Prior to completing the Cap to Cap, my longest bike ride EVER was 60 miles.  My longest ride this year was 46 miles.  My coach wanted the Cap to Cap to be my first century since it is well supported and there were plenty of SAG stations.  My plan was to be conservative for the first half of the ride and stop at all the SAG stations.  I wasn’t too sure if I would be able to complete the ride, but I was willing to give it a try since my coach told me to do it.

For breakfast I had 2 appetizer chicken biscuits and 1 banana.  On my bike I had a bottle of Heed, a bottle of Sustained Energy, and Endurance Amino and Endurolyte tablets.   All of these items are Hammer products.   I also had a bottle of water that I refilled at each SAG station.  As I started my journey I came across a man named George.  George was from Maryland and he believed it was meant for him to ride with me to make sure I finish my first century ride.  George meant well, but at times I wanted to knock him out!  He kept trying to persuade me to deviate from my plan.

Once he determined I was going to stick to my plan, he left well enough alone and started to tell me about himself.  He’s married with 2 adult children.  His mother has Alzheimer’s, but unlike mine, she is in a facility and she no longer knows who he is.  As the miles passed by I thought about how fortunate I was that even on my mom’s worst day, she knows who I am.

At the SAG stations I alternated between eating a Hammer peanut butter gel and ¼ of a peanut butter and jelly sandwich.  At one SAG station I ate a few pickles to ensure my legs did not cramp.  I was not fast by any means, but I was feeling pretty good on my bike.  The only issues I had were some tightness in my shoulders and numbness in my hands.  My hands had become numb because the gel in my gloves had broken down.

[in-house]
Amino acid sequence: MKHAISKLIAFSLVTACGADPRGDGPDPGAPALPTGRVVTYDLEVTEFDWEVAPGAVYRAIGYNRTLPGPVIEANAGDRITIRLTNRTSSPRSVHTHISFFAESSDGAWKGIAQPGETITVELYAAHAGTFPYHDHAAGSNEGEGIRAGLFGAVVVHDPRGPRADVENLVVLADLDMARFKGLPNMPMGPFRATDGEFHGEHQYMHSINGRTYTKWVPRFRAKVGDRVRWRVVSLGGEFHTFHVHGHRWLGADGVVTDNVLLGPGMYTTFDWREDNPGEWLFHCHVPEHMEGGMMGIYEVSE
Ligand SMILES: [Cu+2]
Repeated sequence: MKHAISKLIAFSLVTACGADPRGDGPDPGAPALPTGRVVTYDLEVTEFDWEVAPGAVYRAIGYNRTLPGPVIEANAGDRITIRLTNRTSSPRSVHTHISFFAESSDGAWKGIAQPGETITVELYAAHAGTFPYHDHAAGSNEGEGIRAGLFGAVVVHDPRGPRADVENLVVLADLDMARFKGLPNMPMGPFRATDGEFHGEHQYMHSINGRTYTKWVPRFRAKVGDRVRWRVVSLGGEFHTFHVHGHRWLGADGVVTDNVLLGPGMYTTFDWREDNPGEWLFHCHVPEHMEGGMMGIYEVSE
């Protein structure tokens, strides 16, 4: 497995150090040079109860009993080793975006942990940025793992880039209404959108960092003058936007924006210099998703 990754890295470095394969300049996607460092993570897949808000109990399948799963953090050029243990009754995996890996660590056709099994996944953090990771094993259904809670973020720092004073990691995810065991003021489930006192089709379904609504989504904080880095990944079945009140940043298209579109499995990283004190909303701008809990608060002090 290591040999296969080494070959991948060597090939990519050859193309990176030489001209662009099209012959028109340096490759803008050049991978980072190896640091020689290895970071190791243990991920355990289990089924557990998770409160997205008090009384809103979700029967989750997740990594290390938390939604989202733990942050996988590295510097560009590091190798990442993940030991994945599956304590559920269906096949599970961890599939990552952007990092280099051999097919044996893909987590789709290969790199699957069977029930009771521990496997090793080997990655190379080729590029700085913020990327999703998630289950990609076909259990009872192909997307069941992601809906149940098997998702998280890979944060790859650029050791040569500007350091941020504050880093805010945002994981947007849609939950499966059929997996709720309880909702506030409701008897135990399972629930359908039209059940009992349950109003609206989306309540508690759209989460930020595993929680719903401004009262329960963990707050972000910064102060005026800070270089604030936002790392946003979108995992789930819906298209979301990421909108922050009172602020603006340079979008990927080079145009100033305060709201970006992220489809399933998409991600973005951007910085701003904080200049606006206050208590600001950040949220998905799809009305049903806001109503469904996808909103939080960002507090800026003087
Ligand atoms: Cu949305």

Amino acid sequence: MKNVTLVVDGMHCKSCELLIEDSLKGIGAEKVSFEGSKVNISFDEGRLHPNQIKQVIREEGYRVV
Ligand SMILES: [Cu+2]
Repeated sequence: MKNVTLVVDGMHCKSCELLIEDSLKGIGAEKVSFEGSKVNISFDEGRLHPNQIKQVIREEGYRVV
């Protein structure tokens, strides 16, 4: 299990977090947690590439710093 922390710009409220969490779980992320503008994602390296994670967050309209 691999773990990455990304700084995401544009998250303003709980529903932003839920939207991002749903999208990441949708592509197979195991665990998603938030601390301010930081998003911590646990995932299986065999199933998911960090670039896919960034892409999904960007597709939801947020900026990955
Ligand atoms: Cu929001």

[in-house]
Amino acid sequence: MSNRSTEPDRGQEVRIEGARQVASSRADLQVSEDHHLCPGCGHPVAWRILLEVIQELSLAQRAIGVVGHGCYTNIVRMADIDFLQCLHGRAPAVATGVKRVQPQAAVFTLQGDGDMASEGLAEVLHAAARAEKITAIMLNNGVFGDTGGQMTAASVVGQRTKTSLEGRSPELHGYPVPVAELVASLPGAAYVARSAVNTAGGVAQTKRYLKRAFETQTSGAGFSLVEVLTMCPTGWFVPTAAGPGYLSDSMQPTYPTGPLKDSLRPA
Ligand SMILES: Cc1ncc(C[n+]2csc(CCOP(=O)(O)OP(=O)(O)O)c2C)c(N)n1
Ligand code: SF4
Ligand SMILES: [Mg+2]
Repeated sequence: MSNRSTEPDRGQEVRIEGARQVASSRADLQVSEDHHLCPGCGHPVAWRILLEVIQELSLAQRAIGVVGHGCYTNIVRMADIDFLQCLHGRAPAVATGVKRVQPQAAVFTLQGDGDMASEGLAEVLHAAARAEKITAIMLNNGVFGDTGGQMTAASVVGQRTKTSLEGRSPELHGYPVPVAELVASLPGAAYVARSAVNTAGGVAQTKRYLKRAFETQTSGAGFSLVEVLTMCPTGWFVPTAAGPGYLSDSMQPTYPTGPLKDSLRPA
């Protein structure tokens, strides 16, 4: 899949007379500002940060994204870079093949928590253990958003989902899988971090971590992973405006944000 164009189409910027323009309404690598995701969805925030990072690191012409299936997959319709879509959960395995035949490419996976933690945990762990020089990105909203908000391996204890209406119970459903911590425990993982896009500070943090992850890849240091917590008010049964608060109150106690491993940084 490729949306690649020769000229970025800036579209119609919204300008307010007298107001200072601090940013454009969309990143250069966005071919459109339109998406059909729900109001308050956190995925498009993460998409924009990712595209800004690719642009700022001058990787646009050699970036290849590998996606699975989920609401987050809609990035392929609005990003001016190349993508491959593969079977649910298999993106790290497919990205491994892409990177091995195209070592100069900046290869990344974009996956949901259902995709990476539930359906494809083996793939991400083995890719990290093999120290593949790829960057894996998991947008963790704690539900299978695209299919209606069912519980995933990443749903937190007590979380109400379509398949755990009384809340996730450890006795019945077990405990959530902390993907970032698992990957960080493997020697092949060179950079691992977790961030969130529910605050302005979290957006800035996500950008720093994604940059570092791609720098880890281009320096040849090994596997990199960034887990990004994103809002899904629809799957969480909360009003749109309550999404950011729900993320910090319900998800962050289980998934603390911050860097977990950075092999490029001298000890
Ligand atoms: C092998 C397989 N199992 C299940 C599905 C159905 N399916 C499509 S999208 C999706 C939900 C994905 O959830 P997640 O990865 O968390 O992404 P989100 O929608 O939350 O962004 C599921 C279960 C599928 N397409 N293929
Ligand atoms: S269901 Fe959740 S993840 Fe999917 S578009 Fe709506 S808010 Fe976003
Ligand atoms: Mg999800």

The last 15 miles really challenged me.  I knew I was pushing my body pass its limits.  I had to give myself a pep talk several times, at times out loud.  Around this time George had fallen off a bit.  He admitted to me that his longest ride was 62 miles and he was having a hard time hanging with me.  So with less than 5 miles ago he fell back.  I kept going.  I noticed I was being drafted by an older gentleman on a recumbent bike.  He boldly told me how much easier it was for him to ride since he was drafting off of me.  Fortunately he returned the favor.  Drafting off of him became a blessing in disguise when a storm hit.  There was lightening, high winds, and strong rain.  I could barely see anything.  My recumbent friend had a very bright, flashing light on the back of his bike.  That light was my beacon.  I know during those types of weather conditions you are supposed to seek shelter.  I was not trying to get under a tree nor did I want to stop at someone’s house.  People are not as friendly as they used to be, and I was not trying to end up on the back of a milk carton.  So I rode on.

When the rain finally subsided I could see the Richmond skyline.  I became very emotional.  I could not believe that I had biked a 100 miles!  I thanked God for his protection and for the guardian angels that he had sent to ride with me.  I was not the last person to finish and there was still food available when I arrived at the finish.  A few moments later George showed up.  He and I grabbed some food and discussed our overall thoughts about the ride.

Completing my first century ride has had a significant impact on my confidence and has completely changed my perspective about Ironman Mont Tremblant.  Ever since completing Cap to Cap, I feel so much stronger as an athlete.  And even though I am much heavier than I want to be, my body is performing way beyond my expectations.  I am finally enjoying this crazy Ironman journey.  It’s rewarding to see significant growth, but what is even more remarkable is how my goals for IMMT have dramatically changed.

Initially I had set several time-related goals for myself.  Goals that were starting to stress me out because my training was not where it needed to be.  I have enough stress on my plate in regards to my mom and just the everyday challenges of life, why place unnecessary stress on myself?  I have never done a race truly for fun.  I am very competitive.  Competing in races is very exhilarating to me.  I always have some sort of time goal(s), but IMMT is going to be different.  My only time-related goals are to make the cut-offs and finish under 17 hours.  My new goals are to do my best, have fun, and enjoy the experience.

This is such a major shift for me, but I feel as if a ton of bricks have been lifted off of my shoulders.  I am finally getting excited about IMMT.